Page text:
Strutt's Long Row School

Updated: Wednesday, April 2, 2014  

Long Row School at the foot of the cobbled street known as Long Row was opened in 1818 for five hundred and thirty pupils.

The Strutts’ commitment to education embraced Sunday Schools and Day Schools and a number of cultural initiatives which seem far ahead of their time.

Before the introduction of the half-time system, the Strutts insisted upon children attending day school before they were offered work in the mills, so guaranteeing a certain level of literacy among their labour force.

Jedidiah Strutt's first School room at Belper was in the attic of North Mill and was used until a proper school was built at the bottom of Long Row in 1818. Some of the Mill School Registers from this date have been transcribed. (see this page).

Children old enough to work paid a penny a week for their schooling until the charge was abolished by Jedediah Strutt on the 3rd of March 1837. Those too young to work were taught free of charge. George Benson, William & Joseph Strutt built the first Long Row Mill School, which used the Lancasterian School system. Using the Joseph Lancaster theory, one teacher could educate up to a thousand children through a system of monitors (older pupils passing on their knowledge to younger ones.)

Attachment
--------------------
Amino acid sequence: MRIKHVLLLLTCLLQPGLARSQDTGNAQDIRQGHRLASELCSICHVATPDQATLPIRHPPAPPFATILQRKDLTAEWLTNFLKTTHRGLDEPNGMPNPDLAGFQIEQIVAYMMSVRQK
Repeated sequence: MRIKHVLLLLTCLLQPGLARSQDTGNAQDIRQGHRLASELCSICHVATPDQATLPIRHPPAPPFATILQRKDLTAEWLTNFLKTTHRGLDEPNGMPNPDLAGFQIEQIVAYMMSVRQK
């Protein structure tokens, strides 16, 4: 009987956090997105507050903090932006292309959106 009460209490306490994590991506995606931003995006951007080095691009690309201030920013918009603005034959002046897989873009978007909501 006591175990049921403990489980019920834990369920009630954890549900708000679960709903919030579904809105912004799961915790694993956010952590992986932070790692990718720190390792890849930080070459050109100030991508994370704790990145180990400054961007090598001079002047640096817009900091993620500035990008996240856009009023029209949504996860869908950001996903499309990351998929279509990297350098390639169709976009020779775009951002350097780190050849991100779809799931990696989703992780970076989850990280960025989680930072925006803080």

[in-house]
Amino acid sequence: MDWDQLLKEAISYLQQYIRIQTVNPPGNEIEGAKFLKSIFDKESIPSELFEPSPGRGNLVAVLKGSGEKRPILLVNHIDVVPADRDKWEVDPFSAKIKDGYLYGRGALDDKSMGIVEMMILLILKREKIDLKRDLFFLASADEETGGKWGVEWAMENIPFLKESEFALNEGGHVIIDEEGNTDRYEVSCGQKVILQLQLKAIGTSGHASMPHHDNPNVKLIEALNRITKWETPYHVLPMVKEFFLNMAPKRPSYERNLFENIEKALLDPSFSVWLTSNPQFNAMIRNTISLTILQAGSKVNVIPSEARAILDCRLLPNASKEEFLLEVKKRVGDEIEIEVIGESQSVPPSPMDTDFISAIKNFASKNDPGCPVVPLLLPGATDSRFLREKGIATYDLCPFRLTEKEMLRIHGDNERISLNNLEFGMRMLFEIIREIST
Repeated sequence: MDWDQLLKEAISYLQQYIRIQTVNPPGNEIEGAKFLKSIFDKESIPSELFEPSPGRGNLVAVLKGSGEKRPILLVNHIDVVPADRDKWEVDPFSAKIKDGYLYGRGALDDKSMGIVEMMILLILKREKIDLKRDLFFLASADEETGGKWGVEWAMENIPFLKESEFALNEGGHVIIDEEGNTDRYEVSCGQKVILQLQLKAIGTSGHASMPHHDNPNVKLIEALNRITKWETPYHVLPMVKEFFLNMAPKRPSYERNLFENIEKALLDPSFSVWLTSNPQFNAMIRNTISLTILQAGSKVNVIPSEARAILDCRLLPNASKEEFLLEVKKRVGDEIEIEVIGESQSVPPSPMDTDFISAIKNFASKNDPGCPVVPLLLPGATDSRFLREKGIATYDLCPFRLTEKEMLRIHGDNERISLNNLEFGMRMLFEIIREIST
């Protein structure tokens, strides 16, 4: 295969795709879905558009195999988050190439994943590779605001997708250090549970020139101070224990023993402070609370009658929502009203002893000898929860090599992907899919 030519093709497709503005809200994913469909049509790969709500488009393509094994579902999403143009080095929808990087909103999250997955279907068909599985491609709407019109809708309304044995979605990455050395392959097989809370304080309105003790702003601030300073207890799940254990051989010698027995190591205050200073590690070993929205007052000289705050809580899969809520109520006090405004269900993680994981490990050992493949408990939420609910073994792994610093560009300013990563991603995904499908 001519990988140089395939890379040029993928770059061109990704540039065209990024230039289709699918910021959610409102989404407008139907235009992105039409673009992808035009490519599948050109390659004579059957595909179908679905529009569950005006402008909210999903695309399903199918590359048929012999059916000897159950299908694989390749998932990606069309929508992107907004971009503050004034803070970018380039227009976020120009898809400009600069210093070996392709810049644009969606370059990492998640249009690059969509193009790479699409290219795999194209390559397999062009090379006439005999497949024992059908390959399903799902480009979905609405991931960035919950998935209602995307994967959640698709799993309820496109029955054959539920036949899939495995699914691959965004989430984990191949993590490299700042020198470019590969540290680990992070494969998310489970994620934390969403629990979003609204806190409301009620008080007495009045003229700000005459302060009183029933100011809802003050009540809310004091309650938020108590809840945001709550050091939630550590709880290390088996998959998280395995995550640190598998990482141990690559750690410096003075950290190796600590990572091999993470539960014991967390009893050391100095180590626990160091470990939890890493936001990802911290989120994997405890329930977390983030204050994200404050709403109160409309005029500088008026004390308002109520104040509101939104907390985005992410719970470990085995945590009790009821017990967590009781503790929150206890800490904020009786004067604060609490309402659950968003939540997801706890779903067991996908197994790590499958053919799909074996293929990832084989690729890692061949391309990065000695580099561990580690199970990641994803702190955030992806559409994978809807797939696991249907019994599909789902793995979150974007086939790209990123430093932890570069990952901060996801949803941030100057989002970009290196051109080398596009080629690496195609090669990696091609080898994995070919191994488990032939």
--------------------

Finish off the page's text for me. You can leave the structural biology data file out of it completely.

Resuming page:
By 1817, 64 children were attending Day Schools and 650 the Sunday Schools at Belper, while at Milford 300 were in the Lancasterian Sunday School and the numbers grew as the company and facilities expanded. The Strutts insisted on attendance at Sunday School for all their young employees under 20.

The school has been partially rebuilt and added to at various times. The illustration shows the frontage of the present building.

   READ "Schooling and Employment in the Mills" by Caroline Densham

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